Must We Be Nazis to Criticize Them?
Don’t judge one culture from the perspective of another. That’s cultural relativism in a nut shell.
When I ask my students what they think of this, they nod in agreement.
Then I tell a story that I first heard from Nick Kristof in the New York Times. In Pakistan a young man was accused of having an affair with a high-status woman. To punish him, the tribal council chose to gang rape his older sister. They kidnapped her, took turns raping her, then forced her to walk home naked in front of 300 villagers. Her next duty was clear. Sexually impure, she was expected to commit suicide.
Next, I note that at one time slavery was Southern culture. What right did Northerners have to tell Southerners what to do? States rights, and all that.
Must we be Nazis before we can criticize them?
In each of these instances one group benefitted by hurting a less powerful group. The Pakistani men danced for joy as they gang raped the girl. After these rapes the men aren’t punished, the girls are. Plantation owners exploited slaves, who worked for free. Meanwhile, Nazis acquired the assets of the Jews.
Were women and men, black and white, Jew and Nazi equally powerful in creating these cultures?
Cultural relativism provides a useful perspective, unless someone is being exploited and hurt. I’m not a moral relativist.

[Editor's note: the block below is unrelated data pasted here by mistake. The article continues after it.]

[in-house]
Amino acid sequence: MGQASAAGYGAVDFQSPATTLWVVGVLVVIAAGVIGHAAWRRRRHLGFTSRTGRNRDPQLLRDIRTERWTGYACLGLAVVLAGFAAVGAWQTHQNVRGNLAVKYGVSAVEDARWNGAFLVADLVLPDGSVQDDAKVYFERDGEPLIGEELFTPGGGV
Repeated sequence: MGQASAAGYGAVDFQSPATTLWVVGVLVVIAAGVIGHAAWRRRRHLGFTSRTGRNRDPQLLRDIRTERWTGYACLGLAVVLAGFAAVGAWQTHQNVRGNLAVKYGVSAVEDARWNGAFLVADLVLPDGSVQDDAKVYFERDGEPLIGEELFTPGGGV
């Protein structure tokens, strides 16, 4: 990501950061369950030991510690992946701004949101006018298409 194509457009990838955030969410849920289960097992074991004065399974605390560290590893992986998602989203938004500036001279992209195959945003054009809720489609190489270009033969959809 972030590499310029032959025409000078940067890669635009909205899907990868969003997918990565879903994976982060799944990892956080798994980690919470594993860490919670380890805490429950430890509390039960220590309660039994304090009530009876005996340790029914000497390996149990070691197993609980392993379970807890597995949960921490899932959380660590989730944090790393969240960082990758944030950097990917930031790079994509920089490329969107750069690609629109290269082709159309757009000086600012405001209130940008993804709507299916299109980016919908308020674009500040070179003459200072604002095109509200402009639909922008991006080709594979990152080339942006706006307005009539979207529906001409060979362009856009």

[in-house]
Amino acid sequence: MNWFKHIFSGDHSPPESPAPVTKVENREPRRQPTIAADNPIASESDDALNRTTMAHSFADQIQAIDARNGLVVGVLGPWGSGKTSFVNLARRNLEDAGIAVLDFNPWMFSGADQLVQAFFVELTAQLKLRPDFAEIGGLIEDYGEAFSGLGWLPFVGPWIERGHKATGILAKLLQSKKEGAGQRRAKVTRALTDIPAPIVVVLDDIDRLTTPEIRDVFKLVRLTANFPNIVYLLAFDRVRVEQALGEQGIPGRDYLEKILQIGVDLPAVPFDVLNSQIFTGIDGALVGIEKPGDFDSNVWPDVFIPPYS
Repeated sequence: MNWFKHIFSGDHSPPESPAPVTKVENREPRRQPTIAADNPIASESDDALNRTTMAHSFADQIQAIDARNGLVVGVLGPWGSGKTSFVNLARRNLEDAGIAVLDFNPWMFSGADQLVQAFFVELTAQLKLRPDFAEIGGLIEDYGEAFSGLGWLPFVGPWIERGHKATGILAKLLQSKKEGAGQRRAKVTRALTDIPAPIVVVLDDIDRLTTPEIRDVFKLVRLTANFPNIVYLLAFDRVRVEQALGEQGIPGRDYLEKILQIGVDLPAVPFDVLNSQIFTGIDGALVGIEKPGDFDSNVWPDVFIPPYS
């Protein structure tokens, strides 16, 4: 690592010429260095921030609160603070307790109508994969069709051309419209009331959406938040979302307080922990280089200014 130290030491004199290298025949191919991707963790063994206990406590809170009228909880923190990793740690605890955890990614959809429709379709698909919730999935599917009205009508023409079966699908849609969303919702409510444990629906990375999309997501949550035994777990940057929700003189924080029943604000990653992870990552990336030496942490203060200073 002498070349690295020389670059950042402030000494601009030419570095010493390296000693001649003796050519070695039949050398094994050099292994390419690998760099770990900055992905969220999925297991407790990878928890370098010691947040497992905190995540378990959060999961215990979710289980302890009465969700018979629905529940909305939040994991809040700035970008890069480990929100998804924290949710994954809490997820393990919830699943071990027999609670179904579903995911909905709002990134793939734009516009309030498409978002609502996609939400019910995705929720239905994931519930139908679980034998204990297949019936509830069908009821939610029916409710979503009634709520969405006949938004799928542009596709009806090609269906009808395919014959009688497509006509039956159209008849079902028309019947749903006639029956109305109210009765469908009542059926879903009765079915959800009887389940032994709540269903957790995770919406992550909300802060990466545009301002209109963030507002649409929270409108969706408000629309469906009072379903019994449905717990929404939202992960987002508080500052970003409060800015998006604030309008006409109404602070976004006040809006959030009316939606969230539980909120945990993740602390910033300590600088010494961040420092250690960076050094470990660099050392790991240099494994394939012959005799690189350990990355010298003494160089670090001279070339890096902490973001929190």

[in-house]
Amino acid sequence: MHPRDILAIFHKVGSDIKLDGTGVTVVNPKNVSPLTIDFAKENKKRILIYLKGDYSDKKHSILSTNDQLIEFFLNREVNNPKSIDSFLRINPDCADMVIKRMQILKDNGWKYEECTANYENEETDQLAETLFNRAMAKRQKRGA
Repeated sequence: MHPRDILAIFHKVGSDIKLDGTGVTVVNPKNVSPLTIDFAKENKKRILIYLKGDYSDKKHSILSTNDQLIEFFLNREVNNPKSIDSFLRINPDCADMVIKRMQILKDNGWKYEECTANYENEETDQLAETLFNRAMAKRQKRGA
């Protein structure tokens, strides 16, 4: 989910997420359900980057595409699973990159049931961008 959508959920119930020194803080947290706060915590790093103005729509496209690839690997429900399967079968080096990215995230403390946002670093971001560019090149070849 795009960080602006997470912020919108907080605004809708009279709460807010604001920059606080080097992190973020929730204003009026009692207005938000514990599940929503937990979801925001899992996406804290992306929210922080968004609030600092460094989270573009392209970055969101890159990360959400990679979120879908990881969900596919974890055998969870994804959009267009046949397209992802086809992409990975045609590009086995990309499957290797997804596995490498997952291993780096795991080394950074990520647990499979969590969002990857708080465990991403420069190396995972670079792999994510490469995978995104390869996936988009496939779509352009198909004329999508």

Studies show that even very young children have a rudimentary sense of justice. It is based on whether one person is hurting another. Researchers showed babies a figure struggling to climb. One figure tried to help it and another tried to hinder it. Babies as young as six months old preferred the helper over the hinderer. Eight-month-olds preferred those who punished a hinderer over those who were nice to it.
When I voice my problems with certain matters, like honor killings, in which girls are killed by their families to remove the stain of sexual impurity that stems from being with a male without chaperone, having sex outside of marriage, or being raped, I’m sometimes told: You can’t judge one culture by another. You’re imposing Western values. You’ve simply internalized your own culture.
Yet these women are harmed in the worst way by the murders. And did women have equal voice in creating a culture that punishes them more than men?
Meanwhile, Islamic feminists voice frustration with Western fears of offending. So men warn women that they are rejecting their culture (one that weakens them) and everyone backs down.
I’m in sync with cultural relativism, unless someone is being hurt.
Posted on July 29, 2010, in feminism, gender, race/ethnicity, women and tagged burqa, cultural relativism, democracy, feminism, human rights, Islam, moral relativism. Bookmark the permalink. 5 Comments.